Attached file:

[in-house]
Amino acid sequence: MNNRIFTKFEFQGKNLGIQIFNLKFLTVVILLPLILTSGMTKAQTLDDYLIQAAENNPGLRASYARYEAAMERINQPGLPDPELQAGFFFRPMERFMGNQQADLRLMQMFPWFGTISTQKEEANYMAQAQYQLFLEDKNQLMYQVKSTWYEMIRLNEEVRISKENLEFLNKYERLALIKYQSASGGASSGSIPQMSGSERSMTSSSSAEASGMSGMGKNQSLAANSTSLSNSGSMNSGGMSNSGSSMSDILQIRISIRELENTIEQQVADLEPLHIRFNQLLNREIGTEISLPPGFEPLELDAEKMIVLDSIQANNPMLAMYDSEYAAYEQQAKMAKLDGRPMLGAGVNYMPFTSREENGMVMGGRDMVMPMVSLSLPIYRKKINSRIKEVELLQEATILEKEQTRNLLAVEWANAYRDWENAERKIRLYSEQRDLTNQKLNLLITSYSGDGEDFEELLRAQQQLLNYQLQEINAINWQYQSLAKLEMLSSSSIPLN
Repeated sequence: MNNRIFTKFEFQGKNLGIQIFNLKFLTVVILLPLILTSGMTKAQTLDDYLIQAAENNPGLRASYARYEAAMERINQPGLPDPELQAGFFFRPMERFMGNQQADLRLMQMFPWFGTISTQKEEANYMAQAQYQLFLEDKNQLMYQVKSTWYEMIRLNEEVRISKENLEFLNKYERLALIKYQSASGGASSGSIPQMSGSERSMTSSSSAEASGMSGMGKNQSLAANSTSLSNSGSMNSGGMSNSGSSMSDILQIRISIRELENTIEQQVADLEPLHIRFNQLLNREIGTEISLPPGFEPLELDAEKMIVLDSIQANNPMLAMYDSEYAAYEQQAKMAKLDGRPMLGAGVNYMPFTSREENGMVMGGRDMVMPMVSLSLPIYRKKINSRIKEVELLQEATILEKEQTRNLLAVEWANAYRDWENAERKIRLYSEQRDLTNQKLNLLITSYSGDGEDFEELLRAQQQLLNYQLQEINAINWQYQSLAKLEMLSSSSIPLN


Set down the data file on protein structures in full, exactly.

[in-house]
Amino acid sequence: MNNRIFTKFEFQGKNLGIQIFNLKFLTVVILLPLILTSGMTKAQTLDDYLIQAAENNPGLRASYARYEAAMERINQPGLPDPELQAGFFFRPMERFMGNQQADLRLMQMFPWFGTISTQKEEANYMAQAQYQLFLEDKNQLMYQVKSTWYEMIRLNEEVRISKENLEFLNKYERLALIKYQSASGGASSGSIPQMSGSERSMTSSSSAEASGMSGMGKNQSLAANSTSLSNSGSMNSGGMSNSGSSMSDILQIRISIRELENTIEQQVADLEPLHIRFNQLLNREIGTEISLPPGFEPLELDAEKMIVLDSIQANNPMLAMYDSEYAAYEQQAKMAKLDGRPMLGAGVNYMPFTSREENGMVMGGRDMVMPMVSLSLPIYRKKINSRIKEVELLQEATILEKEQTRNLLAVEWANAYRDWENAERKIRLYSEQRDLTNQKLNLLITSYSGDGEDFEELLRAQQQLLNYQLQEINAINWQYQSLAKLEMLSSSSIPLN
Repeated sequence: MNNRIFTKFEFQGKNLGIQIFNLKFLTVVILLPLILTSGMTKAQTLDDYLIQAAENNPGLRASYARYEAAMERINQPGLPDPELQAGFFFRPMERFMGNQQADLRLMQMFPWFGTISTQKEEANYMAQAQYQLFLEDKNQLMYQVKSTWYEMIRLNEEVRISKENLEFLNKYERLALIKYQSASGGASSGSIPQMSGSERSMTSSSSAEASGMSGMGKNQSLAANSTSLSNSGSMNSGGMSNSGSSMSDILQIRISIRELENTIEQQVADLEPLHIRFNQLLNREIGTEISLPPGFEPLELDAEKMIVLDSIQANNPMLAMYDSEYAAYEQQAKMAKLDGRPMLGAGVNYMPFTSREENGMVMGGRDMVMPMVSLSLPIYRKKINSRIKEVELLQEATILEKEQTRNLLAVEWANAYRDWENAERKIRLYSEQRDLTNQKLNLLITSYSGDGEDFEELLRAQQQLLNYQLQEINAINWQYQSLAKLEMLSSSSIPLN